Today In History...
In 1838, One of the first colleges for women, Mount Holyoke Female Seminary in South Hadley, MA, graduated its first students.
In 1889, The first ship-to-shore wireless message was received.
In 1914, Japan declared war on Germany during World War I.
1919,1919 1919 The comic strip "Gasoline Alley" premieres in the Chicago Tribune.
In 1926, Silent film star Rudolph Valentino died in New York at age 31.
In 1927, Italian-born anarchists Nicola Sacco and Bartolomeo Vanzetti were executed in Boston for the murders of two men during a 1920 payroll robbery in a case that had drawn widespread controversy.
In 1939 Nazi Germany and the Soviet Union signed a non-aggression treaty.
In1942InIn 1942, Some 600 Luftwaffe bombers killed 40,000 at Stalingrad during World War II.
In 1944, Romanian Prime Minister Ion Antonescu was overthrown, paving the way for his country to abandon the Axis in favor of the Allies.
In 1955, 1955 1955 1955 The first one-day round-trip between New York and London was made.
In 1960, Broadway librettist Oscar Hammerstein II died in Doylestown, PA.
In the 1966 Lunar Orbiter, I took the first photograph of planet Earth from the moon.
In 1972, Vice President Spiro T. Agnew was nominated for a second term at the Republican National Convention in Miami, Florida.
In 1973, The Intelsat communications satellite was launched.
In 1977, The first man-powered airplane, the Gossamer Condor, made its historic 1.4-mile flight.
In 1979, Soviet dancer Alexander Godunov defected in New York.
In 1982, Lebanon's parliament elected Christian militia leader Bashir Gemayel president. (Gemayel was assassinated 3 weeks later.)
In 1984, President Reagan accepted the nomination of the Republican National Convention in Dallas.
In 1985, The head of West German counter-espionage, Hans Joachim Tiedge, defects to East Germany.
In 1986, Sylvia Brett, 80, became the world's oldest parachute jumper.
In 1986, Gennadiy Zakharov, a physicist assigned to the United Nations, was arrested by the FBI and charged with espionage.
In 1988, Striking workers in Poland ended a walkout that had begun a week earlier. However, about 125 miners barricaded themselves in an underground shaft, vowing to stay until they'd won their demands.
In 1989, In a case that raised racial tensions, Yusuf Hawkins, a 16-year-old black youth, was shot to death after he and his friends were confronted by a gang of white children in Brooklyn, New York.
In 1990, Iraqi state television showed President Saddam Hussein meeting with a group of about 20 Western detainees, telling them that they were being held "to prevent the scourge of war."
In 1991, In the wake of the failed hard-liner coup, Soviet President Mikhail Gorbachev and Russian President Boris N. Yeltsin acted to strip the Communist Party of its power.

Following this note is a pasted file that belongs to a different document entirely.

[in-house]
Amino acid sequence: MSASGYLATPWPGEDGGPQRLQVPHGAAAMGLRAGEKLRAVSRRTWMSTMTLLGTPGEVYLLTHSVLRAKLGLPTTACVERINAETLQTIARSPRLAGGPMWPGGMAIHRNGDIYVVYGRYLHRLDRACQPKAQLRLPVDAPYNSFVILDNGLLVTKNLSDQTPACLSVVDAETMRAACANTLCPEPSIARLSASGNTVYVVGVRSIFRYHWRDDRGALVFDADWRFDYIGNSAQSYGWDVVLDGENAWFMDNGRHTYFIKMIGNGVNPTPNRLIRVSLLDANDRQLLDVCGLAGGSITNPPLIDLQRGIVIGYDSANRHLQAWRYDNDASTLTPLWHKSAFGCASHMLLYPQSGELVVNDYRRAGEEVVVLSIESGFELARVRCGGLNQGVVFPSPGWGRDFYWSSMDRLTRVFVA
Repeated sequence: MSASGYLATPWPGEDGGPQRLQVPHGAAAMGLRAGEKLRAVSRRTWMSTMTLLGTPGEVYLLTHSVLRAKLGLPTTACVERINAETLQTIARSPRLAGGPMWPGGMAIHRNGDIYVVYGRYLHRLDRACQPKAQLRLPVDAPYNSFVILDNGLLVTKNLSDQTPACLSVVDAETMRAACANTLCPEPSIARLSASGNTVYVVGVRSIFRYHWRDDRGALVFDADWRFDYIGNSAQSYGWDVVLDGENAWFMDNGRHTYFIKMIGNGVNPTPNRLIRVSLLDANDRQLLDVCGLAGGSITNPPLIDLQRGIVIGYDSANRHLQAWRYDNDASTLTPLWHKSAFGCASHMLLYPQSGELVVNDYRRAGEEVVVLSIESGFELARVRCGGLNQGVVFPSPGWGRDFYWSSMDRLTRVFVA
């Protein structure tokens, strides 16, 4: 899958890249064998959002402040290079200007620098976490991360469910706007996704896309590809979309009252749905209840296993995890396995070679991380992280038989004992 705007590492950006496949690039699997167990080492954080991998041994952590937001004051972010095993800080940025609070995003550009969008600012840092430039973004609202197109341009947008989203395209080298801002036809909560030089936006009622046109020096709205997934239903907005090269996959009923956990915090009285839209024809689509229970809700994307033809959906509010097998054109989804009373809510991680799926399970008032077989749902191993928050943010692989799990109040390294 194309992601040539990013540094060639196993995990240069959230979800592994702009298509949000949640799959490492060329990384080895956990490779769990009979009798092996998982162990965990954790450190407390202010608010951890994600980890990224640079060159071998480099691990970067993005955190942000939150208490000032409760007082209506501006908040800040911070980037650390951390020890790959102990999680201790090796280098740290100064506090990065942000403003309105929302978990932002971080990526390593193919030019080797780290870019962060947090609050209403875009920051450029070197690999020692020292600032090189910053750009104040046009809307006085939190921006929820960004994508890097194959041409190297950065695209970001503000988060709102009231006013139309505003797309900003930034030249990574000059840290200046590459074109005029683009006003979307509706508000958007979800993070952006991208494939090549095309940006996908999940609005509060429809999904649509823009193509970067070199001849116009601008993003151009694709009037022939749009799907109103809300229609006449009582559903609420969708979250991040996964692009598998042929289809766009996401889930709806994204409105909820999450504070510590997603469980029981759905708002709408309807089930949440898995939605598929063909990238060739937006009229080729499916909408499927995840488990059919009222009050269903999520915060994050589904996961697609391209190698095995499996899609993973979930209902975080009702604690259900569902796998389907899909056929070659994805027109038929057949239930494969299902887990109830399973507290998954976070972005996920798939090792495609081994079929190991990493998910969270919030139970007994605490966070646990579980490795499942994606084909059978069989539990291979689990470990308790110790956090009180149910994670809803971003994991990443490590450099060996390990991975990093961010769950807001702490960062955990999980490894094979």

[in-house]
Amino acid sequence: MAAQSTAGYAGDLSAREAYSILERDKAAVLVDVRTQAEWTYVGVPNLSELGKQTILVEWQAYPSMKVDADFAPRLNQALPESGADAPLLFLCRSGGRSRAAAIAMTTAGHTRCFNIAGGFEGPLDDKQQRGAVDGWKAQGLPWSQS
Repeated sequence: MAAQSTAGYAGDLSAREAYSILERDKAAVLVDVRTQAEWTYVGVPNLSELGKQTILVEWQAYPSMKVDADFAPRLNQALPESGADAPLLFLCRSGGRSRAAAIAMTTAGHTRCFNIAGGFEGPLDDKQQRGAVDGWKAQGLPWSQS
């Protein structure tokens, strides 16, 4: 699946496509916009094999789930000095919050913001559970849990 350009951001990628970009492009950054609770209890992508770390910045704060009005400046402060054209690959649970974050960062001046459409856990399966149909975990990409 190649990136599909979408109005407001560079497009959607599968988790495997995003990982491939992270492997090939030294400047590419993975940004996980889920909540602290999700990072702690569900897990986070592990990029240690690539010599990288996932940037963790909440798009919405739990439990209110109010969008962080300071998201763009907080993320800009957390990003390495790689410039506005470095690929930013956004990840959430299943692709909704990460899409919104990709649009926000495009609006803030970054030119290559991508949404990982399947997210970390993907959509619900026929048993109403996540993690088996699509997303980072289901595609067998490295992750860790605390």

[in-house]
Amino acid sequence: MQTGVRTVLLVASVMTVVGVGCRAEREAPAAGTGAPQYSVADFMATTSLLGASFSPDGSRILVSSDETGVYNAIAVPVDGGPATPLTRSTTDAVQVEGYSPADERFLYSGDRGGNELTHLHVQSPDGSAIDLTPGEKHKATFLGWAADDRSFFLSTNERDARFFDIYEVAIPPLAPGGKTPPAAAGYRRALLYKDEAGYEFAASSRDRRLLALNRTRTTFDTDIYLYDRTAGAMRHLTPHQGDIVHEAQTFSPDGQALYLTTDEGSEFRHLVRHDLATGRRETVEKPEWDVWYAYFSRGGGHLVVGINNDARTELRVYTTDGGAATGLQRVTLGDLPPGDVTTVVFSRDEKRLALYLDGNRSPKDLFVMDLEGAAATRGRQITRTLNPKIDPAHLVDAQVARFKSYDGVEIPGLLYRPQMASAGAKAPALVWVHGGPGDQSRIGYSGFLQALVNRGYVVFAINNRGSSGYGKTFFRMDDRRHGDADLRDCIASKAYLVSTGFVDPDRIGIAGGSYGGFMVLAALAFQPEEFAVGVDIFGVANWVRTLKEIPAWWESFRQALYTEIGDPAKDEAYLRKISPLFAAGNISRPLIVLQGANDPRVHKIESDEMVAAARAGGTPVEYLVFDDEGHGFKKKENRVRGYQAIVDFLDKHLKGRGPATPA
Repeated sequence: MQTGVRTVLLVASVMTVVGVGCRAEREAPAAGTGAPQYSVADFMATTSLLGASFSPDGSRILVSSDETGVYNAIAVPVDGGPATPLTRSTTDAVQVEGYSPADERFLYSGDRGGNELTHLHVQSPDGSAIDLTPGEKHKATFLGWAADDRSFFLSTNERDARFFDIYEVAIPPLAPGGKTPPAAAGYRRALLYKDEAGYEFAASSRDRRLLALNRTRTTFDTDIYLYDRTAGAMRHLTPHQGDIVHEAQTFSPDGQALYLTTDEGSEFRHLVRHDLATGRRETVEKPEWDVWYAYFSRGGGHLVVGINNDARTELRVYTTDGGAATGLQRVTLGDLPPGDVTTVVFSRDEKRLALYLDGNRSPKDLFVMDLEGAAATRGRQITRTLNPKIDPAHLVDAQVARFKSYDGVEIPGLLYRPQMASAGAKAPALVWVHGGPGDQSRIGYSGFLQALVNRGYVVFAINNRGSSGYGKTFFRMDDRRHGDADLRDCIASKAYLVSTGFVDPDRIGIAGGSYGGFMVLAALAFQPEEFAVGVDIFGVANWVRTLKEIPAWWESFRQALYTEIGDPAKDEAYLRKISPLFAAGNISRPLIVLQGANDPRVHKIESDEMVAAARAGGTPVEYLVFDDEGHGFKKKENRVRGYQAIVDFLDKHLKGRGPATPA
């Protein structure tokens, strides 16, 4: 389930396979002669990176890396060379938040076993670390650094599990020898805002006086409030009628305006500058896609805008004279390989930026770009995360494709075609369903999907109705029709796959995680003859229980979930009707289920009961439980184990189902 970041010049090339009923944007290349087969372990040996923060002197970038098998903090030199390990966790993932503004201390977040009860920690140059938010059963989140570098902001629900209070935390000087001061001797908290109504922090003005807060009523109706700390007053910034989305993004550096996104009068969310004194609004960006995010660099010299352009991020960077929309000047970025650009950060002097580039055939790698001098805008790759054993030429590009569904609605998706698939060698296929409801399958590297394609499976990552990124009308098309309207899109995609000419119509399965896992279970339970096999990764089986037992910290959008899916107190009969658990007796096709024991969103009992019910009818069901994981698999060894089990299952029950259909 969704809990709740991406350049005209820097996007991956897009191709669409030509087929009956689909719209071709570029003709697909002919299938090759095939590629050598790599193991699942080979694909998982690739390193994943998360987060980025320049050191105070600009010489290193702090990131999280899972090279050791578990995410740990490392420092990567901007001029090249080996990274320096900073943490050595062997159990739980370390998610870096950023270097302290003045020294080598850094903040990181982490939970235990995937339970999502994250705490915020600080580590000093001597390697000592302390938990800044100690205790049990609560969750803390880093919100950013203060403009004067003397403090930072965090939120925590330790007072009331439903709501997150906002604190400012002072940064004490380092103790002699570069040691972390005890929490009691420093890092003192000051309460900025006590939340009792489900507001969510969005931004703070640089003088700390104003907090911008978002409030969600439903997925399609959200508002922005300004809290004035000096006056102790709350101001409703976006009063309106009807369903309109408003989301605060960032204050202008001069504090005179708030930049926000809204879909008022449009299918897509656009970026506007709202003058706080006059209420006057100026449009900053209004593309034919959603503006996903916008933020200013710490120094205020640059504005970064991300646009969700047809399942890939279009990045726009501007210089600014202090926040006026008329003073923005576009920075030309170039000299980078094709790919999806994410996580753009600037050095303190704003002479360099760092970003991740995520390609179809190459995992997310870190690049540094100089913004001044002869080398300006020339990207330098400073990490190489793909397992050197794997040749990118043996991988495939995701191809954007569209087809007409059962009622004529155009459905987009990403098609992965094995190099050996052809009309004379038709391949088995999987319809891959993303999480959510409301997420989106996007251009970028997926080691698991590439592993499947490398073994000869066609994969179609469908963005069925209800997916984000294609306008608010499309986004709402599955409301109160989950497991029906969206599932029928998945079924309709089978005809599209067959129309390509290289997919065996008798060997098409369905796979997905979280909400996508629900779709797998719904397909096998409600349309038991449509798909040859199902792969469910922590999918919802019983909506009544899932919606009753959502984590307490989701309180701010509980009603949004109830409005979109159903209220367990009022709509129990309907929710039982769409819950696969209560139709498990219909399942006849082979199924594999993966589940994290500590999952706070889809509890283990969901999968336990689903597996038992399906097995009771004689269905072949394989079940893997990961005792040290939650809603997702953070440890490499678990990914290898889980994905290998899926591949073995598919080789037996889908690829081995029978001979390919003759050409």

In 1992, Hurricane Andrew slammed into the Bahamas with 120 mph winds.
In 1992, Secretary of State James A. Baker III resigned to become White House chief of staff.
In 1993, Former Detroit police officers Larry Nevers and Walter Budzyn were convicted of second-degree murder in the fatal beating of black motorist Malice Green; both received prison terms.
In 1995, Life magazine photographer Alfred Eisenstaedt died at age 96.
In 1996, New FDA regulations declared nicotine an addictive drug. That same day, an Indianapolis jury found cigarette companies were not responsible for the lung cancer death of a 52-year-old lawyer who began smoking at age 5.
In 1998, Boris Yeltsin again dismissed the Russian government, replacing his prime minister, Sergei Kiriyenko, with Viktor Chernomyrdin, the Soviet-style leader he'd fired 5 months earlier.
In 1999, The Dow Jones industrial average soared 199.15 to a new record of 11,209.84.
In 1999, 50 years after the German government moved to the capital of Bonn, Berlin reclaimed its role as a center of power in Germany with the arrival of Chancellor Gerhard Schroeder.
In 2000, A Gulf Air Airbus crashed into the Persian Gulf near Bahrain, killing all 143 people aboard.
In 2000, Verizon and more than 35,000 telephone workers reached a tentative agreement, ending an 18-day strike.
In 2002, North Korean leader Kim Jong Il made his second visit to Russia in a year, meeting with President Vladimir Putin.
In 2002, New York publicist Lizzie Grubman pleaded guilty to a hit-and-run crash that injured 16 people outside a Hamptons nightclub.
In 2003, Former priest John Geoghan, the convicted child molester whose prosecution sparked the sex abuse scandal that shook the Roman Catholic Church, died after another inmate attacked him.
In 2004, In Athens, Jeremy Wariner became the sixth consecutive American to win the Olympic title in the 400 meters, leading a U.S. sweep of the medals.